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nettinpete

Help With My Test Results Please.

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Hi all,

 

I have had my blood test results back from my doctor and would like an opinion on if you think I would have a high chance of having celiac disease. He has suggested to me it looks like I would be but has sent me for further blood tests. He then has said I need to cut out gluten for one month and be retested. I have had these tests performed as I have terrible bloating and pain after eating also loose stools.  

 

My results are

 

Deamidated Gliadin IgG  <25U/mL

Tissue Transglutaminase IgA 94

 

Endomysial IgA says Weakly Positive.

 

Can someone please give me feedback on what these would mean as the doctor I seen was certainly not informative or helpful or easy to understand at all.

 

There was also an allergy testing performed which came back a result of 10.10 (high) for Grass Mix. Not sure if this has anything to do or related to Cealiac disease. Just curious as I'm thinking wheat is a type of grass....not sure.

 

Cheers,

Annette

 

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Those look very positive in the ranges I have seen. What were the reference ranges? For example, "TTG IGA normal <10 ."They can be different from different labs.

The reference ranges are

Deamidated Gliadin IgG Normal <25, Low (25-50), Mod (51-80), Strong (>80)

Tissue Transglutaminase IgA Normal <20, Low (20-50), Mod (51-80), Strong (>80)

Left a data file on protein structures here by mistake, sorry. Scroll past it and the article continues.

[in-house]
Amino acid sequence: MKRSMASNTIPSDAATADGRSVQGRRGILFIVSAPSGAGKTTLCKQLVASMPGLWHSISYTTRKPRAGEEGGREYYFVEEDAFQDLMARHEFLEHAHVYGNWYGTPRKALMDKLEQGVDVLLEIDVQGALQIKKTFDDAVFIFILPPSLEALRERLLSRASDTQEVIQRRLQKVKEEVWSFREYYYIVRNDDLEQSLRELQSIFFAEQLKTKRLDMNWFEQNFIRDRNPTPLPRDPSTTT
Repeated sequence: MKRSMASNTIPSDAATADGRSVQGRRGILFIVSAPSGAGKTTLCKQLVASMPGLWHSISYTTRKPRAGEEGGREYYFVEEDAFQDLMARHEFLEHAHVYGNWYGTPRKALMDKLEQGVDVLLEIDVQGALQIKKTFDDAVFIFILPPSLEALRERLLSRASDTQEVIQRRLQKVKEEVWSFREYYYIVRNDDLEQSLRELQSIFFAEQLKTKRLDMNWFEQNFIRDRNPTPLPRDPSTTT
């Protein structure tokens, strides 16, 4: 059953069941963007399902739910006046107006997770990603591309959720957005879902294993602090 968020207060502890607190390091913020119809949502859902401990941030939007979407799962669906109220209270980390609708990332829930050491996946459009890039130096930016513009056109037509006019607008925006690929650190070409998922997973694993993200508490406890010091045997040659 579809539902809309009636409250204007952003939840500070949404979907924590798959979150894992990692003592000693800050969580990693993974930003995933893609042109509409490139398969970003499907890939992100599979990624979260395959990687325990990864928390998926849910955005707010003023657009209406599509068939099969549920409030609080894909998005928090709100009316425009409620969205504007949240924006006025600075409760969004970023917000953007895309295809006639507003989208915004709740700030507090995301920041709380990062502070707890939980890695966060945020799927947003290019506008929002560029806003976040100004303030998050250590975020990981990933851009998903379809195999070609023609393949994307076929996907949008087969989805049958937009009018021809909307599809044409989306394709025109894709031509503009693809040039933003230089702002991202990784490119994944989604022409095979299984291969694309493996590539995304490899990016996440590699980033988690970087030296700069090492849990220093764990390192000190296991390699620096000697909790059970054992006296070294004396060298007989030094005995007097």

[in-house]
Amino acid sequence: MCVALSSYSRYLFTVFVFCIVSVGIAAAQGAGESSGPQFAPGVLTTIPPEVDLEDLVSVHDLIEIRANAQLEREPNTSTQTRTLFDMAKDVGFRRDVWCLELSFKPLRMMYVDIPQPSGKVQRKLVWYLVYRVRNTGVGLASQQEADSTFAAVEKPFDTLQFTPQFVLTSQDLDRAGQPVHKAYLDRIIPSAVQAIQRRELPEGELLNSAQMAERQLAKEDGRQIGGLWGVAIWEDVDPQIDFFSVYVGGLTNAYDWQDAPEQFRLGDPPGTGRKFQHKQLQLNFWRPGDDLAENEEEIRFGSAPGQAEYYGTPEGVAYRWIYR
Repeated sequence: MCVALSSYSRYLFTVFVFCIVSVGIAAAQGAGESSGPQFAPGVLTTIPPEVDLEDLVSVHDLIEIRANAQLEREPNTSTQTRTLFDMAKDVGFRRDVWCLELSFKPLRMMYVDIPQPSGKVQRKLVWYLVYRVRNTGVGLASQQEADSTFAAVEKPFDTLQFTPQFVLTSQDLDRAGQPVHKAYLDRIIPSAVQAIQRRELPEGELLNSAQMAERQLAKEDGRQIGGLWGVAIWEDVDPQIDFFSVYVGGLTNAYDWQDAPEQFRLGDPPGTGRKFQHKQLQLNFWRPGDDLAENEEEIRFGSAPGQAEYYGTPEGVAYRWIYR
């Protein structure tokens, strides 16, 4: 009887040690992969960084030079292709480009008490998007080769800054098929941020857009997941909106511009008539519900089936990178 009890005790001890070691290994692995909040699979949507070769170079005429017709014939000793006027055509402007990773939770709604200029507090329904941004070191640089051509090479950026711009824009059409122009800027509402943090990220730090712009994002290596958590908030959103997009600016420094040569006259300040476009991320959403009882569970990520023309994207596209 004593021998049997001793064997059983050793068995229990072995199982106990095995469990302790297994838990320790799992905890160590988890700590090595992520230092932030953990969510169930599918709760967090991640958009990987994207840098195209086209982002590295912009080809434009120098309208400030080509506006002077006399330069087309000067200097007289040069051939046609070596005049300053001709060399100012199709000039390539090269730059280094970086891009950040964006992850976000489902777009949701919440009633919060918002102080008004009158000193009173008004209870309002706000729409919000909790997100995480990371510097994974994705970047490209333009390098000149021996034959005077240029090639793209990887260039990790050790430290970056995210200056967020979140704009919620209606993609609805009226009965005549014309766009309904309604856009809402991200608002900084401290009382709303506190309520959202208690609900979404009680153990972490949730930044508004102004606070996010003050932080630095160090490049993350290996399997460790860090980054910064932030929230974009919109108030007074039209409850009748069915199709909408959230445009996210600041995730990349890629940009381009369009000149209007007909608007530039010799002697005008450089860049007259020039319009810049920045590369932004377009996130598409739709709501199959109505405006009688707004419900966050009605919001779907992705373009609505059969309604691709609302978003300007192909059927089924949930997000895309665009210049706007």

Hope this helps.

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The reference ranges are

Deamidated Gliadin IgG Normal <25, Low (25-50), Mod (51-80), Strong (>80)

Tissue Transglutaminase IgA Normal <20, Low (20-50), Mod (51-80), Strong (>80)

 

Hope this helps.

Welcome to the club!

http://www.cureceliacdisease.org/archives/faq/is-ttg-elevated-in-persons-with-non-celiac-gluten-sensitivity

"Is tTG elevated in persons with non-celiac gluten sensitivity?

Non-celiac gluten sensitivity does not cause any elevation of tTG antibodies in the blood stream."


 

 

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Also, if you are going to have an endoscopy, you shouldn't stop eating gluten. And 1 month off gluten might not be enough time to see a significant drop in the numbers. People seem to keep making antibodies for a few weeks after they stop eating gluten. And a big reason they don't drop to 0 is that a month may not be enougt time for you to get all the gluten out of your life. There is a bit of a learning curve.